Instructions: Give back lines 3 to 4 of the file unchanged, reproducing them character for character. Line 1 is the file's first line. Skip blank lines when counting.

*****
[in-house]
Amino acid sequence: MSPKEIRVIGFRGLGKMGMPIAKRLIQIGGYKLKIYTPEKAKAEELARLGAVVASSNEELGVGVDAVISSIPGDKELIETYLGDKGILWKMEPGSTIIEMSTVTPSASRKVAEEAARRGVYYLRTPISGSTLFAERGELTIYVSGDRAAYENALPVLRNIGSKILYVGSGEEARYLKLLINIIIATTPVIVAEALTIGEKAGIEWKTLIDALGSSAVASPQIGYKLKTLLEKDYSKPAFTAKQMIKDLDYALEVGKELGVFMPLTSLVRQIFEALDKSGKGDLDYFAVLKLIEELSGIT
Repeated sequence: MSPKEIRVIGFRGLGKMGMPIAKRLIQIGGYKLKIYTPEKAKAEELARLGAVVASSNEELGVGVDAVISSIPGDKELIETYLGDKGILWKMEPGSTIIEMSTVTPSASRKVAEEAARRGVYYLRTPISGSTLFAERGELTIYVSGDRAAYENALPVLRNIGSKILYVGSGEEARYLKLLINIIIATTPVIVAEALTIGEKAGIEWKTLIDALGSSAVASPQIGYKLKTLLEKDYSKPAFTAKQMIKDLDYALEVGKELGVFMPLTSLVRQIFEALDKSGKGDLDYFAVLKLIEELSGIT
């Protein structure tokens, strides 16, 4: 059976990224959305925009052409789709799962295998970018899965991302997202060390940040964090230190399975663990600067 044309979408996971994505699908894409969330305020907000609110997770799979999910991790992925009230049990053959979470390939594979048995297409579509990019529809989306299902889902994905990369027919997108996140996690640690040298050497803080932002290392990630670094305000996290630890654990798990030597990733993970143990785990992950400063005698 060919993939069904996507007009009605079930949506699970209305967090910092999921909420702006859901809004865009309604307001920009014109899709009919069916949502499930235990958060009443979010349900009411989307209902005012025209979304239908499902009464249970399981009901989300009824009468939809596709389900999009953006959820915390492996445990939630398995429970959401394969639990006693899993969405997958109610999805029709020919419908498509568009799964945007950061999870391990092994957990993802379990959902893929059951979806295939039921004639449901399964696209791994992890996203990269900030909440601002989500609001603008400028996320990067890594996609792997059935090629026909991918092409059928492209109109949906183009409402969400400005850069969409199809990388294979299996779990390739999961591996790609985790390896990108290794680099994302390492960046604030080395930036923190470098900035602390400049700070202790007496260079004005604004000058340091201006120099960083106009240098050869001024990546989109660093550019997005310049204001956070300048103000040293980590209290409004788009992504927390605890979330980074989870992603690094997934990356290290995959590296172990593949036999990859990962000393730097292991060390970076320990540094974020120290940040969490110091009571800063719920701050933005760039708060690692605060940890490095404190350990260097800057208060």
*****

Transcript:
Repeated sequence: MSPKEIRVIGFRGLGKMGMPIAKRLIQIGGYKLKIYTPEKAKAEELARLGAVVASSNEELGVGVDAVISSIPGDKELIETYLGDKGILWKMEPGSTIIEMSTVTPSASRKVAEEAARRGVYYLRTPISGSTLFAERGELTIYVSGDRAAYENALPVLRNIGSKILYVGSGEEARYLKLLINIIIATTPVIVAEALTIGEKAGIEWKTLIDALGSSAVASPQIGYKLKTLLEKDYSKPAFTAKQMIKDLDYALEVGKELGVFMPLTSLVRQIFEALDKSGKGDLDYFAVLKLIEELSGIT
């Protein structure tokens, strides 16, 4: 059976990224959305925009052409789709799962295998970018899965991302997202060390940040964090230190399975663990600067 044309979408996971994505699908894409969330305020907000609110997770799979999910991790992925009230049990053959979470390939594979048995297409579509990019529809989306299902889902994905990369027919997108996140996690640690040298050497803080932002290392990630670094305000996290630890654990798990030597990733993970143990785990992950400063005698 060919993939069904996507007009009605079930949506699970209305967090910092999921909420702006859901809004865009309604307001920009014109899709009919069916949502499930235990958060009443979010349900009411989307209902005012025209979304239908499902009464249970399981009901989300009824009468939809596709389900999009953006959820915390492996445990939630398995429970959401394969639990006693899993969405997958109610999805029709020919419908498509568009799964945007950061999870391990092994957990993802379990959902893929059951979806295939039921004639449901399964696209791994992890996203990269900030909440601002989500609001603008400028996320990067890594996609792997059935090629026909991918092409059928492209109109949906183009409402969400400005850069969409199809990388294979299996779990390739999961591996790609985790390896990108290794680099994302390492960046604030080395930036923190470098900035602390400049700070202790007496260079004005604004000058340091201006120099960083106009240098050869001024990546989109660093550019997005310049204001956070300048103000040293980590209290409004788009992504927390605890979330980074989870992603690094997934990356290290995959590296172990593949036999990859990962000393730097292991060390970076320990540094974020120290940040969490110091009571800063719920701050933005760039708060690692605060940890490095404190350990260097800057208060």